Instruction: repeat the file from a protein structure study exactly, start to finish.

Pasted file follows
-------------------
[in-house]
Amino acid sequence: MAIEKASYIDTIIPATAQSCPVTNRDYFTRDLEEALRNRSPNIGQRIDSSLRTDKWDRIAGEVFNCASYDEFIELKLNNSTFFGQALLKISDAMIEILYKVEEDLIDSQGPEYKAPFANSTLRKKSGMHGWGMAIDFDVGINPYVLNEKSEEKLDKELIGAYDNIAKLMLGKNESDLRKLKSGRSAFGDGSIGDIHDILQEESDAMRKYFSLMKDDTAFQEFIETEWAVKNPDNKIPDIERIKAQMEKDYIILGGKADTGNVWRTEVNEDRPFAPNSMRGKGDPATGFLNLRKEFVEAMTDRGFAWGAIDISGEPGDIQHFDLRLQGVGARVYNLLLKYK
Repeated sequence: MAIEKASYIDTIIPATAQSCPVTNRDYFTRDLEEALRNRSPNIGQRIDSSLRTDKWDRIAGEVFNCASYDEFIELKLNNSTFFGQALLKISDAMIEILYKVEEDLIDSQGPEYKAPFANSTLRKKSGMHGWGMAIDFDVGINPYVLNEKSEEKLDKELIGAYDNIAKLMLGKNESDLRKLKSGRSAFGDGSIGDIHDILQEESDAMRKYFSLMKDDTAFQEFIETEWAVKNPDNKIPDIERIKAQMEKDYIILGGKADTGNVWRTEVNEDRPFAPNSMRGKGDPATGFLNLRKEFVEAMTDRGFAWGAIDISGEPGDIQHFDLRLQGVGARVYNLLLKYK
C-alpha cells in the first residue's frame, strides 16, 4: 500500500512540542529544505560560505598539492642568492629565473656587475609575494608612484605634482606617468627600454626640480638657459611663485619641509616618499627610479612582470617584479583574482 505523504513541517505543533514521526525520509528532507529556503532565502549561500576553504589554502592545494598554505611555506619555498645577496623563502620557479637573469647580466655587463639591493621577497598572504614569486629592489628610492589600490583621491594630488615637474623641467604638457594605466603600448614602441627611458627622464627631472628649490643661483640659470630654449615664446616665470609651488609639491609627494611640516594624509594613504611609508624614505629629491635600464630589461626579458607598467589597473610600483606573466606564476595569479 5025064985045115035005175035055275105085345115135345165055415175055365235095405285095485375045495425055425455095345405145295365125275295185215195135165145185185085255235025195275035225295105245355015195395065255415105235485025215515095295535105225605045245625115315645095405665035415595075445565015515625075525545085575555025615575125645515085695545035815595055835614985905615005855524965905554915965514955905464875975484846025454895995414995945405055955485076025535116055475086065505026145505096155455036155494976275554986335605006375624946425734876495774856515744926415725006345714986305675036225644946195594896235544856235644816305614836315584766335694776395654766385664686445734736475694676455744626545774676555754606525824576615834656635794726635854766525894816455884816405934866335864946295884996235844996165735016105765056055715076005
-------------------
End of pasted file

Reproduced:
[in-house]
Amino acid sequence: MAIEKASYIDTIIPATAQSCPVTNRDYFTRDLEEALRNRSPNIGQRIDSSLRTDKWDRIAGEVFNCASYDEFIELKLNNSTFFGQALLKISDAMIEILYKVEEDLIDSQGPEYKAPFANSTLRKKSGMHGWGMAIDFDVGINPYVLNEKSEEKLDKELIGAYDNIAKLMLGKNESDLRKLKSGRSAFGDGSIGDIHDILQEESDAMRKYFSLMKDDTAFQEFIETEWAVKNPDNKIPDIERIKAQMEKDYIILGGKADTGNVWRTEVNEDRPFAPNSMRGKGDPATGFLNLRKEFVEAMTDRGFAWGAIDISGEPGDIQHFDLRLQGVGARVYNLLLKYK
Repeated sequence: MAIEKASYIDTIIPATAQSCPVTNRDYFTRDLEEALRNRSPNIGQRIDSSLRTDKWDRIAGEVFNCASYDEFIELKLNNSTFFGQALLKISDAMIEILYKVEEDLIDSQGPEYKAPFANSTLRKKSGMHGWGMAIDFDVGINPYVLNEKSEEKLDKELIGAYDNIAKLMLGKNESDLRKLKSGRSAFGDGSIGDIHDILQEESDAMRKYFSLMKDDTAFQEFIETEWAVKNPDNKIPDIERIKAQMEKDYIILGGKADTGNVWRTEVNEDRPFAPNSMRGKGDPATGFLNLRKEFVEAMTDRGFAWGAIDISGEPGDIQHFDLRLQGVGARVYNLLLKYK
C-alpha cells in the first residue's frame, strides 16, 4: 500500500512540542529544505560560505598539492642568492629565473656587475609575494608612484605634482606617468627600454626640480638657459611663485619641509616618499627610479612582470617584479583574482 505523504513541517505543533514521526525520509528532507529556503532565502549561500576553504589554502592545494598554505611555506619555498645577496623563502620557479637573469647580466655587463639591493621577497598572504614569486629592489628610492589600490583621491594630488615637474623641467604638457594605466603600448614602441627611458627622464627631472628649490643661483640659470630654449615664446616665470609651488609639491609627494611640516594624509594613504611609508624614505629629491635600464630589461626579458607598467589597473610600483606573466606564476595569479 5025064985045115035005175035055275105085345115135345165055415175055365235095405285095485375045495425055425455095345405145295365125275295185215195135165145185185085255235025195275035225295105245355015195395065255415105235485025215515095295535105225605045245625115315645095405665035415595075445565015515625075525545085575555025615575125645515085695545035815595055835614985905615005855524965905554915965514955905464875975484846025454895995414995945405055955485076025535116055475086065505026145505096155455036155494976275554986335605006375624946425734876495774856515744926415725006345714986305675036225644946195594896235544856235644816305614836315584766335694776395654766385664686445734736475694676455744626545774676555754606525824576615834656635794726635854766525894816455884816405934866335864946295884996235844996165735016105765056055715076005